Signs of economic recovery might be appearing, but for the most part, small businesses are not seeing them. The National Federation of Independent Business's Index of Small Business Optimism—which measures small-business owners' sentiment about the economy—fell 1.3 points in February. It was just 7 points higher than the lowest-ever level, recorded in March 2009. Washington is trying to change the mood with a new tax incentive aimed directly at small businesses. A tax credit "to go to over 1 million small businesses who hire new workers" was President Obama's big promise to Main Street in his State of the Union address, and a similar proposal recently reached Obama's desk in the form of the Hiring Incentives to Restore Employment Act.
Supporters in Congress claim that the bill will create hundreds of thousands of jobs by making it cheaper for businesses to add new employees. The good news is that small businesses may be more likely than larger businesses to use the incentives in the bill to add jobs that would not have otherwise been created. The bad news is that not many small businesses will find the jobs bill's incentives appealing in the first place.
The tax component of the bill is simple. Employers currently pay Social Security taxes at 6.2 percent of each worker's wages. Social Security taxes are not levied on wages over $106,800. The bill offers a "tax holiday": Employers get out of paying the tax for the rest of the year for each unemployed worker they hire at a salary under $106,800. To qualify as unemployed under the terms of the bill, the employee must have been out of work for at least 60 days before being hired. If new employees stay at the job for at least 52 weeks, employers can cash in a $1,000 tax credit on their 2011 tax return.
The number of jobs that these incentives will create is in dispute. The Congressional Budget Office analyzed a similar policy idea that would give a one-year payroll-tax holiday to employers that expand their payroll from 2009 to 2010. The CBO reports that this policy would add eight to 18 jobs for every $1 million spent on tax breaks. Since the tax portion of the jobs bill costs $13 billion, some analysts have been reported as saying that the bill will create between 104,000 and 234,000 jobs.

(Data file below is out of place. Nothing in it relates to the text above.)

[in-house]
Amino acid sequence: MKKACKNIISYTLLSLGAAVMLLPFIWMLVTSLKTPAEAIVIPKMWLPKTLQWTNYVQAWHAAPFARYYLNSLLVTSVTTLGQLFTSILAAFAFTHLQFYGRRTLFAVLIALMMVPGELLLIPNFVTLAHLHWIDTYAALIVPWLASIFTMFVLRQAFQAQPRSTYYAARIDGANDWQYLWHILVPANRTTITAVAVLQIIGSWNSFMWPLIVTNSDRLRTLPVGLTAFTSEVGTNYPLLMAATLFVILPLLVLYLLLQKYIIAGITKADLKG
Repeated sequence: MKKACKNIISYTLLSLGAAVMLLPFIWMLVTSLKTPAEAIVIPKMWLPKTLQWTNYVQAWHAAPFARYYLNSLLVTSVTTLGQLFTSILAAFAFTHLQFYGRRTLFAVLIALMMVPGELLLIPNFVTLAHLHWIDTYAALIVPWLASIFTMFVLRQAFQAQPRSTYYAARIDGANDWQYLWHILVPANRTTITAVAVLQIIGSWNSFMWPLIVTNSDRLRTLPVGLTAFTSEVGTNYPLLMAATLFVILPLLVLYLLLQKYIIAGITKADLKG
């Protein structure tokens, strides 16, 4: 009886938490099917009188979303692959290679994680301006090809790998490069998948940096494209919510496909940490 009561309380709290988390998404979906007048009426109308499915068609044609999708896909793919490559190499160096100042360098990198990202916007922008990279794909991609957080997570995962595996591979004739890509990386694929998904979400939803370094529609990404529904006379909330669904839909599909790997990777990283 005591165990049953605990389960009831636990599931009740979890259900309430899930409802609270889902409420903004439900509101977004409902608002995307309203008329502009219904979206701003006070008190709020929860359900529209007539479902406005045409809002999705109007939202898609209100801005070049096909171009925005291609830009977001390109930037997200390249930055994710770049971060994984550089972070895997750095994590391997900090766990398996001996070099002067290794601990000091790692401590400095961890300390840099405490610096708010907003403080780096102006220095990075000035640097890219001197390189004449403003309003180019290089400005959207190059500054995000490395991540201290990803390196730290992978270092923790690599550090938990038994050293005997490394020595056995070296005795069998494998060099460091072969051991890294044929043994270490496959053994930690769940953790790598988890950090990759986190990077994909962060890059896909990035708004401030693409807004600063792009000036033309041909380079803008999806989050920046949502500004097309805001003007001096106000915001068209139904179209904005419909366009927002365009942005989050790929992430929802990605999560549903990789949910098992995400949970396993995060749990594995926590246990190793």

But the policy analyzed by the CBO ties the tax holiday to payrolls. An employer must hire more people in 2010 than it did in 2009 in order to receive the tax break. But with the tax holiday passed by Congress, it's all about the employment status of the worker. If the worker has not been unemployed for an extended period, then the business has no extra incentive to hire that worker.
That restriction could limit the number of businesses able or willing to cash in on the tax holiday. "Most people, when they go out and hire somebody, they hire the best person they can get," says Cap Willey, managing director of CBIZ Tofias, a New England accounting firm that works with many small businesses. "One of the last things they will think about is whether or not that person is employed."
Even if a business owner can find a job candidate who has been unemployed for 60 days or more, the economy is still weak enough that many businesses will not be able to afford to take on more employees, tax break or not. In a recent video released by the National Federation of Independent Business, several business owners who are members of the group expressed skepticism about a payroll-tax holiday. "I have to have sales in order to generate income that would allow me to hire somebody else, so a tax credit doesn't do me any good at all," says John Raney, owner of the Texas Aggieland Bookstore in College Station, Texas.
"Basically, it's not going to work for me, because until I have a customer base that's coming into the restaurant, I don't need to hire new people," says Karen Oertel, owner of the Harris Crab House restaurant in Grasonville, Md. According to the NFIB's most recent survey, only 4 percent of firms report that now is a good time to expand, compared with 3 percent the same time last year. The survey also finds a net decrease in the number of businesses planning to add jobs. One percent of firms report that they plan to decrease hiring in the next three months, compared with 3 percent last year.